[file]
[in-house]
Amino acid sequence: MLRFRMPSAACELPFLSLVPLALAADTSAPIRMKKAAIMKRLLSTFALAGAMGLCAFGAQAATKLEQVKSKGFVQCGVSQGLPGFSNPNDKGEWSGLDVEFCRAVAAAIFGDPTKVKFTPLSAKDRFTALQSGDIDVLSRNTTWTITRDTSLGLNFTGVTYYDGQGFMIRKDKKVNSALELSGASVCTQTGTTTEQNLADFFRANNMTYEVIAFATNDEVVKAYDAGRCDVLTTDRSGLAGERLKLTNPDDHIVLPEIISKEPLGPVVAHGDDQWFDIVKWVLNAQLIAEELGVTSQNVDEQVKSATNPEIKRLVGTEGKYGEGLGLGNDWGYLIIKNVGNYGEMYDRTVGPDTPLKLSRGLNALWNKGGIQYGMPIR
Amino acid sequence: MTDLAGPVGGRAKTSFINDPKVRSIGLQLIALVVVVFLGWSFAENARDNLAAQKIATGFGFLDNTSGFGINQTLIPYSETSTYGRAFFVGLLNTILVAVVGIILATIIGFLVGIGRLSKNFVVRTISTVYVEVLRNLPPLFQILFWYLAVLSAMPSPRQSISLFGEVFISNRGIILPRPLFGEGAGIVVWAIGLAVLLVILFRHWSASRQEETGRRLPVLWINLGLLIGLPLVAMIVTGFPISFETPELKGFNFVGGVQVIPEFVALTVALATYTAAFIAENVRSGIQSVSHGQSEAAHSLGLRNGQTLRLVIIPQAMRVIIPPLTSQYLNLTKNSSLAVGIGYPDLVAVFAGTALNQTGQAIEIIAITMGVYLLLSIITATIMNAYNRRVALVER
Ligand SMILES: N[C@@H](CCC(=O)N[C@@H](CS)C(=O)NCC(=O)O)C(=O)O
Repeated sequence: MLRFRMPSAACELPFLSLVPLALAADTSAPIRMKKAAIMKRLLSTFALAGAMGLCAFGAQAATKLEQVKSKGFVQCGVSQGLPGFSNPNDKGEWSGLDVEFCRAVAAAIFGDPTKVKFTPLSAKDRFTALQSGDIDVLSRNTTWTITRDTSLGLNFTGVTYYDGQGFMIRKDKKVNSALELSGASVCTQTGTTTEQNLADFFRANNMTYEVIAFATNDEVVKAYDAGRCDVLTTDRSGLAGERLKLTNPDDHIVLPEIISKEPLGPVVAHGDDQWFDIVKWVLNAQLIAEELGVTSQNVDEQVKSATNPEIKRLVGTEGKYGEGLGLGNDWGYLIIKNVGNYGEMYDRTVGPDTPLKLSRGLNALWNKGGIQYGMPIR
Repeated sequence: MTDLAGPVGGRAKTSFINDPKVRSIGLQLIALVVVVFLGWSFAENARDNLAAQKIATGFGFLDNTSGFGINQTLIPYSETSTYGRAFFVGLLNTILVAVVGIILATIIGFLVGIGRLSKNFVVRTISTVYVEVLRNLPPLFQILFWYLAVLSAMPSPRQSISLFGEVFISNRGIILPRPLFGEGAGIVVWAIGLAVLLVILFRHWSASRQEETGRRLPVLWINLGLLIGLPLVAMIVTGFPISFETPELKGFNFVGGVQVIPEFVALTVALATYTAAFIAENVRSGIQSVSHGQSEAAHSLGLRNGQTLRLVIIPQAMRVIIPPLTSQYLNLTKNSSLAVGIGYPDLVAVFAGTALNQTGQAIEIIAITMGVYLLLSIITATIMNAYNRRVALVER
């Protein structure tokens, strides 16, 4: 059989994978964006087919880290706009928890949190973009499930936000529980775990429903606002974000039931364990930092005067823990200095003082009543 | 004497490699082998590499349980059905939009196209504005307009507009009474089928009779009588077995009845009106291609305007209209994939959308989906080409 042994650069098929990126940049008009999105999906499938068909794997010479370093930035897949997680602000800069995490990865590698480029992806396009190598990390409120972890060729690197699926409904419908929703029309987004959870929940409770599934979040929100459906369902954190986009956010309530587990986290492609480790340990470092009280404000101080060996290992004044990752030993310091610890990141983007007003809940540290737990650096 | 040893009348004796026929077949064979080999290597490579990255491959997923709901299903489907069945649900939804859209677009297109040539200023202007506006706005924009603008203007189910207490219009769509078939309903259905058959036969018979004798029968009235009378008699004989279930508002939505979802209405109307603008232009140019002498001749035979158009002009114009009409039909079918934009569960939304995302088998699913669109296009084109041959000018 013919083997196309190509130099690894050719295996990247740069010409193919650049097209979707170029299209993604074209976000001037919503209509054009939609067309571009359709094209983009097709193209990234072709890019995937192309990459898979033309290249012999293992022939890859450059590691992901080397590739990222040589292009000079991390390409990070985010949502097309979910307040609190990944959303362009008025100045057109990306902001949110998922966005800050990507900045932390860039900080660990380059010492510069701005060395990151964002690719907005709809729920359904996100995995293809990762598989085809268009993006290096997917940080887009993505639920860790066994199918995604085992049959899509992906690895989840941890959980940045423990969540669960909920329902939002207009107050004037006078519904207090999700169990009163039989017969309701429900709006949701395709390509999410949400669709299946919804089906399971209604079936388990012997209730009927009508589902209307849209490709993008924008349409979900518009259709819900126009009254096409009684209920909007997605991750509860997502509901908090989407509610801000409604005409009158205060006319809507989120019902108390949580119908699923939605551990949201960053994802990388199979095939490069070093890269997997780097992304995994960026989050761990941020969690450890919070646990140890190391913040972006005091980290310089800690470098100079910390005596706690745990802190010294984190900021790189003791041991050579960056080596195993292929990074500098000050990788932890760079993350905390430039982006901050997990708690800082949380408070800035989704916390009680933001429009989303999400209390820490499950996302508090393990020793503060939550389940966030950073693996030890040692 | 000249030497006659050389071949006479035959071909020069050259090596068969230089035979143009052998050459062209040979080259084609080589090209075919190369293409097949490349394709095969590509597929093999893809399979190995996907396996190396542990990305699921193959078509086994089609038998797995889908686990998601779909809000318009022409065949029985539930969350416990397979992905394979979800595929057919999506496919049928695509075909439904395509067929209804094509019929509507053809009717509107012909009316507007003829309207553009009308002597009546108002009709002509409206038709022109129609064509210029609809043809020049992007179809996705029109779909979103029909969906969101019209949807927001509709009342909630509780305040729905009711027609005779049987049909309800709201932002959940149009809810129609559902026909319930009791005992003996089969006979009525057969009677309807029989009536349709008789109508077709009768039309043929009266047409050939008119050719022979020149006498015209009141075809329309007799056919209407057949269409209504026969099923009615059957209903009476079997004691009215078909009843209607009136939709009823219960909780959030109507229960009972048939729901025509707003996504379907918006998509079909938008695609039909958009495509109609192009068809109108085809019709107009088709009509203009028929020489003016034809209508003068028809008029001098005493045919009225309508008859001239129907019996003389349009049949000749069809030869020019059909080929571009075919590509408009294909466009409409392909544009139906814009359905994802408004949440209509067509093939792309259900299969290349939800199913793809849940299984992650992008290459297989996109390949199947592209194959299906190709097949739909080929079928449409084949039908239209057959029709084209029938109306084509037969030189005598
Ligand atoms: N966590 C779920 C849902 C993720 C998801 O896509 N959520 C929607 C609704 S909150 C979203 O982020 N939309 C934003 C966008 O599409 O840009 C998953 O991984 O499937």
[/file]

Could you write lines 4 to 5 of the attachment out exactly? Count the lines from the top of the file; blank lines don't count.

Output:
Ligand SMILES: N[C@@H](CCC(=O)N[C@@H](CS)C(=O)NCC(=O)O)C(=O)O
Repeated sequence: MLRFRMPSAACELPFLSLVPLALAADTSAPIRMKKAAIMKRLLSTFALAGAMGLCAFGAQAATKLEQVKSKGFVQCGVSQGLPGFSNPNDKGEWSGLDVEFCRAVAAAIFGDPTKVKFTPLSAKDRFTALQSGDIDVLSRNTTWTITRDTSLGLNFTGVTYYDGQGFMIRKDKKVNSALELSGASVCTQTGTTTEQNLADFFRANNMTYEVIAFATNDEVVKAYDAGRCDVLTTDRSGLAGERLKLTNPDDHIVLPEIISKEPLGPVVAHGDDQWFDIVKWVLNAQLIAEELGVTSQNVDEQVKSATNPEIKRLVGTEGKYGEGLGLGNDWGYLIIKNVGNYGEMYDRTVGPDTPLKLSRGLNALWNKGGIQYGMPIR